Canine claims on pet insurance leave other pet parents in the dog house, says Aquarium Software

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Pet Insurance software specialists Aquarium Software is urging more of the nation’s dog owners to insure their pets, as the latest ABI research reveals dog owners are most in need of insurance and the most likely to claim.

Aquarium Software Sales and Marketing Director, Mark Colonnese

Sophisticated software, coupled with the latest technology means Insurers can now have all the information they need at their fingertips to make a pet insurance premiums as competitive as possible.

The statistics show pooch parents make the most of pet insurance, with 1.2 million claims each year (31 per cent), but out of an estimated nine million pet dogs in the UK, only 43 per cent are insured. The figures confirm man’s best friend is still the nation’s most popular pet, with eight million pet cats being Rover’s nearest rival, but there are many reasons why it makes sense to insure a dog above all other types of animal.

“Cats are classed as ‘free spirits’ and as such carry a lower insurance risk,” said Mark Colonnese, Sales and Marketing Director at Aquarium Software. “Dogs carry a higher premium but they tend to need it, as dog owners can be held liable for damage caused by their pet in a way a cat owner cannot.”

This seeming good news for feline friends can be a double edged sword, as motorists are obliged to stop for an accident involving a dog, but not for a collision with a cat. A dog in an accident is much more likely to find itself requiring vet treatment and the owner footing the bill. Colonnese recommends the 57 per cent of uninsured dog owners consider third party insurance at the very least too, or risk a financial shock should their pet cause an accident - and not just for an injury to their animal alone.

“There have been many recorded cases of pets causing accidents that could cost thousands, if not millions, but you don’t see much in the news,” added Colonnese. “If your dog causes a serious accident, it could take a big financial bite from your back pocket; making insurance premiums seem like birdseed in comparison.”

2.4 million drivers have had an accident with a dog running in front of their car and 190,000 have sought costs to repair a damaged vehicle. People injured in a road traffic accident caused by a dog are entitled to claim compensation; while the cost of treating the injuries suffered by the animal are typically 50-70 per cent higher than the average vet bill – all making the case for pet insurance a compelling one.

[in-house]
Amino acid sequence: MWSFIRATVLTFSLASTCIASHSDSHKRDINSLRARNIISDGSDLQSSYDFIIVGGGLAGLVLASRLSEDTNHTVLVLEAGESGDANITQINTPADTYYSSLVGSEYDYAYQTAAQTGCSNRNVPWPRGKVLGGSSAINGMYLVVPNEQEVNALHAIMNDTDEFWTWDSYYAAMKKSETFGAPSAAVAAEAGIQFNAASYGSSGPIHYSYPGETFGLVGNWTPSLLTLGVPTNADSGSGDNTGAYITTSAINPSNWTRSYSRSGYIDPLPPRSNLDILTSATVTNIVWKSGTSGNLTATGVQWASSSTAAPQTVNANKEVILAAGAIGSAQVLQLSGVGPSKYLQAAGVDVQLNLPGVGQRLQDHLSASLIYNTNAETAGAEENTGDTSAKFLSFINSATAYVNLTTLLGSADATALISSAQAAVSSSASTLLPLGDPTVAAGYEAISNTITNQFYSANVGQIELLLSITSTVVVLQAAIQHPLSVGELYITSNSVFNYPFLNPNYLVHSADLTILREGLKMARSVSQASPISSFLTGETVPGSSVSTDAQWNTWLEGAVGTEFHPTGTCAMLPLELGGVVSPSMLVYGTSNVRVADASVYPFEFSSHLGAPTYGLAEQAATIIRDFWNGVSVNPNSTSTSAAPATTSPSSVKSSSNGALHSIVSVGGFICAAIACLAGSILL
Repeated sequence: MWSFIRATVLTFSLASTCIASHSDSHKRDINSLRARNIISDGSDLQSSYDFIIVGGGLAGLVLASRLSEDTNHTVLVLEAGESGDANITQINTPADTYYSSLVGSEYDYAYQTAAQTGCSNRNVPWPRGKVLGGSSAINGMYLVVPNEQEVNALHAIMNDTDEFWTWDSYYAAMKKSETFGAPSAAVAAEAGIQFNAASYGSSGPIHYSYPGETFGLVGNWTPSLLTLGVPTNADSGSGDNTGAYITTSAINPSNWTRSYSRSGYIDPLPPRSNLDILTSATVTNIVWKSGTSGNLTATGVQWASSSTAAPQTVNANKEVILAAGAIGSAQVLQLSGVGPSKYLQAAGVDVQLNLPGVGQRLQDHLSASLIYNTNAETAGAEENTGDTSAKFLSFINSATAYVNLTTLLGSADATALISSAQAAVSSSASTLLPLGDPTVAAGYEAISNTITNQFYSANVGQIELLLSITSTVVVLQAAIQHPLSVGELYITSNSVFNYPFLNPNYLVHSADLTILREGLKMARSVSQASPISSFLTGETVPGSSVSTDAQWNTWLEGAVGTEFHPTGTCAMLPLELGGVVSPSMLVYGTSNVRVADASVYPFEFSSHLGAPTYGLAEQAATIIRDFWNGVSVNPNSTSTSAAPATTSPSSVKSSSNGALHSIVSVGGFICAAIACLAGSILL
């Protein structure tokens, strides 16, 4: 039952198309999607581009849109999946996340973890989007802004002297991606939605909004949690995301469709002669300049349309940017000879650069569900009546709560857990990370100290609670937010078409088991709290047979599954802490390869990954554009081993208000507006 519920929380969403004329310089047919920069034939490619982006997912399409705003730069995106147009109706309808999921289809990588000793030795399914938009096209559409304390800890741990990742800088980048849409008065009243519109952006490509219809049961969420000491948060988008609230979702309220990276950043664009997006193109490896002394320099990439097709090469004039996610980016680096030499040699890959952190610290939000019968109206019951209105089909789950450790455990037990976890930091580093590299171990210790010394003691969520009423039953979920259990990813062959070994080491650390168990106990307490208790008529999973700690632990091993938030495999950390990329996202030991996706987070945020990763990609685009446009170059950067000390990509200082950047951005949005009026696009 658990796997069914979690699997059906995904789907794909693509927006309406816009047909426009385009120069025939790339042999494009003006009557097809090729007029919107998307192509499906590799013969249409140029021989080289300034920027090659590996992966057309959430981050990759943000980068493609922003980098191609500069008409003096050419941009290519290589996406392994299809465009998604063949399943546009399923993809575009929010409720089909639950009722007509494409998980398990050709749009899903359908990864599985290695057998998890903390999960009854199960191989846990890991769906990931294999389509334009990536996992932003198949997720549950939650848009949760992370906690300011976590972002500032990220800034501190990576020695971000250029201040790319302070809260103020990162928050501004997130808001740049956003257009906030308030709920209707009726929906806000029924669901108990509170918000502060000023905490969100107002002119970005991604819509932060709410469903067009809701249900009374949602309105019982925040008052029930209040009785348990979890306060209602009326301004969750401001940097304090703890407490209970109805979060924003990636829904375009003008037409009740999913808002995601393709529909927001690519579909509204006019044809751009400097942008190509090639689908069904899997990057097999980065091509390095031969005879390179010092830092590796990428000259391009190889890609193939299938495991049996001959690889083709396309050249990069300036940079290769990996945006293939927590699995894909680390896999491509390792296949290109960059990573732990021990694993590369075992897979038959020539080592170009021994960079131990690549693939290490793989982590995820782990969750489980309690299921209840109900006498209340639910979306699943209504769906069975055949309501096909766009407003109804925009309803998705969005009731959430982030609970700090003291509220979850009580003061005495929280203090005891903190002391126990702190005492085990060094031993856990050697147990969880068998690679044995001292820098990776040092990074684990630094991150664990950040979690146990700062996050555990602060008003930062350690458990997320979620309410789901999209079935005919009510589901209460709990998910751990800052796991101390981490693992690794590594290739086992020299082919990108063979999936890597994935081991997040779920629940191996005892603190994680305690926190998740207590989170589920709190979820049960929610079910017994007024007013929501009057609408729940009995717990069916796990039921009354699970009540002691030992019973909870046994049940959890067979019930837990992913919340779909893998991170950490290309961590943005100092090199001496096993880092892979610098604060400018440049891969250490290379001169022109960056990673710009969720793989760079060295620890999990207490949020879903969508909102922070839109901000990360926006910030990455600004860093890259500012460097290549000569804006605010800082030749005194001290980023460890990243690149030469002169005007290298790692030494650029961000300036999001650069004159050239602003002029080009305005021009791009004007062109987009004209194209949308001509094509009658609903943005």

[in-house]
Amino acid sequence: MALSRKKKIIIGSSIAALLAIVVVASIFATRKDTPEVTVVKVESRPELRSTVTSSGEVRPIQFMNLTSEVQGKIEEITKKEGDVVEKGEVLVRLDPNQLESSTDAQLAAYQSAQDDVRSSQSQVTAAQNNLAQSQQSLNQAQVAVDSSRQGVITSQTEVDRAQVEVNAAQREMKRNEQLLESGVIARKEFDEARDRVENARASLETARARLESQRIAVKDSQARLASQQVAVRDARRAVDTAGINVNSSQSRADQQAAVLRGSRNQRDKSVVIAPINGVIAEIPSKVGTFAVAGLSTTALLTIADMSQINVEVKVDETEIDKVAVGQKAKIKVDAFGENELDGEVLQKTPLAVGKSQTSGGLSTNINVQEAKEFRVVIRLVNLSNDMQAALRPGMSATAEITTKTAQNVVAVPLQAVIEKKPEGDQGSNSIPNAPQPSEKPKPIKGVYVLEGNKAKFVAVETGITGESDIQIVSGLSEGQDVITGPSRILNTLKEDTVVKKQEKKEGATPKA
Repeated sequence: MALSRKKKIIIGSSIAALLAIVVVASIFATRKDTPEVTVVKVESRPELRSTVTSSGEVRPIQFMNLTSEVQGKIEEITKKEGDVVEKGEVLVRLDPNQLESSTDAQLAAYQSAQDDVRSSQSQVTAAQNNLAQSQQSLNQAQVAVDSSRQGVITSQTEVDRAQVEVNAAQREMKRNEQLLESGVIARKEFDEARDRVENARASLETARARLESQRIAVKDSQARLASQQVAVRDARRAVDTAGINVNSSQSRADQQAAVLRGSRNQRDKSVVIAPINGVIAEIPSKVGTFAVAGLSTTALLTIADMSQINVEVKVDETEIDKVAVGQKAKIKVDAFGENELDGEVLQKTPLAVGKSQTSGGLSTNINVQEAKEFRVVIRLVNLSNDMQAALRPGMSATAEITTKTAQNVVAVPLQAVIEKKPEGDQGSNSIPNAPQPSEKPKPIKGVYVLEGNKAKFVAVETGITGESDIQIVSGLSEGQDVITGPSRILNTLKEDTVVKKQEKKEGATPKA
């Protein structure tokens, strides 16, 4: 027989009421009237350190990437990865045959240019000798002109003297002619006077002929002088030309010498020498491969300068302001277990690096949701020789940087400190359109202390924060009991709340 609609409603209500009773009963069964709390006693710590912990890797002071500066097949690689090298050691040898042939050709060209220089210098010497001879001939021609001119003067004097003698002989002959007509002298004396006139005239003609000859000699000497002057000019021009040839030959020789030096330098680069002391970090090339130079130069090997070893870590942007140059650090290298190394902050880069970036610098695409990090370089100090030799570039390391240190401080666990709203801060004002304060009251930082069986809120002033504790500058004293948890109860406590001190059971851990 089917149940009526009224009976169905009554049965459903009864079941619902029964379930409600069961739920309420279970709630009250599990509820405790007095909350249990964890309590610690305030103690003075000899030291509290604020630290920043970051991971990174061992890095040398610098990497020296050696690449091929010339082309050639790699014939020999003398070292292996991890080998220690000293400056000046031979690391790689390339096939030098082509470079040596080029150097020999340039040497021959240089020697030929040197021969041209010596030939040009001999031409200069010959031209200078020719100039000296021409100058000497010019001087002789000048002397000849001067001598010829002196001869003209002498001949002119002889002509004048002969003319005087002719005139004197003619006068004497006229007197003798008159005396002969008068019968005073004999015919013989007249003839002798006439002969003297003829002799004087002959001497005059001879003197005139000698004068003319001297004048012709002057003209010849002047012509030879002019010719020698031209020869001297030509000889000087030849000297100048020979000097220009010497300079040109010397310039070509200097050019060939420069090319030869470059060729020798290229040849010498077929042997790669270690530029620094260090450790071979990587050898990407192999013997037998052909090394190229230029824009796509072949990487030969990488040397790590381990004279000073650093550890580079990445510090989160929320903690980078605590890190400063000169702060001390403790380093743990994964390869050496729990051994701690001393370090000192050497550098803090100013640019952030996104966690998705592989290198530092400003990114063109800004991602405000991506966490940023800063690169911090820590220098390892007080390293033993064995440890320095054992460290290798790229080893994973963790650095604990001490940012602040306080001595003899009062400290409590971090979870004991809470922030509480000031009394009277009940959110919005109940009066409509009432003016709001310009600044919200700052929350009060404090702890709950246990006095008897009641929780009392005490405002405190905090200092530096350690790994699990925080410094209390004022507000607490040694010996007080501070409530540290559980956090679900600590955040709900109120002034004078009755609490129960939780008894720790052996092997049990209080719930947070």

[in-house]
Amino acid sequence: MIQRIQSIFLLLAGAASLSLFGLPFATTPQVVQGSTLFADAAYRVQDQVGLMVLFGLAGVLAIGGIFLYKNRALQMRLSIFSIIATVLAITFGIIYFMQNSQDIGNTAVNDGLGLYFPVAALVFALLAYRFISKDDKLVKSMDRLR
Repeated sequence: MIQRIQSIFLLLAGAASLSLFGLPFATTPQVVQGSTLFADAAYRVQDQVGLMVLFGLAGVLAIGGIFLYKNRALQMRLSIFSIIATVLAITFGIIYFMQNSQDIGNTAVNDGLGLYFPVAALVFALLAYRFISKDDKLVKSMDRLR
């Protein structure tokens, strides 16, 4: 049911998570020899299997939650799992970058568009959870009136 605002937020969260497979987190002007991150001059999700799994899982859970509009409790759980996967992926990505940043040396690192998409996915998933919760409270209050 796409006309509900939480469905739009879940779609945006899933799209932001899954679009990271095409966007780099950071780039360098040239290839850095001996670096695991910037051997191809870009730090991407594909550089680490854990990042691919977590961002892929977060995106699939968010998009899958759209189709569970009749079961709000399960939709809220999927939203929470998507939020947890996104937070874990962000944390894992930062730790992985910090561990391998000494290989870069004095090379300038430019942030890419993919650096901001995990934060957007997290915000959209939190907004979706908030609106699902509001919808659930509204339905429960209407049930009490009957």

“Sophisticated software, coupled with the latest technology means Insurers can now have all the information they need at their fingertips to make a pet insurance premiums as competitive as possible,” added Colonnese. “This matters because the more cost effective the premium, the more likely people are to insure their pets and in the case of dogs, no insurance at all is not worth the risk.”

Next generation insurance technology platforms are playing a pivotal role in redefining the risks of insuring different types of animal, with specialists like Aquarium ensuring pet insurance is tailored to suit the insurer, individual pet and owner alike but also throws up interesting anomalies. A pedigree animal, even with a traceable history can cost more than a mongrel if the breed is known for certain medical conditions. Rare animals can also be expensive to insure, having unique medical needs and more likely to be a target for thieves.

“Technology is delivering pet insurance premiums that reflect reality and while this is driving a fall in premiums, consumers still need to do their homework,” added Colonnese. “If a dog is your choice of pet, full insurance is a must. The figures suggest the 24 per cent of UK households can’t afford not to, but having your pet covered makes sense for all pet parents.”

Aquarium Software is currently being implemented by a number of key pet insurers, and affinity partners in the UK, Europe, USA and Canada. For further information contact Aquarium Software on
+44 (0)161 927 5620 or visit

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Jon Gardner
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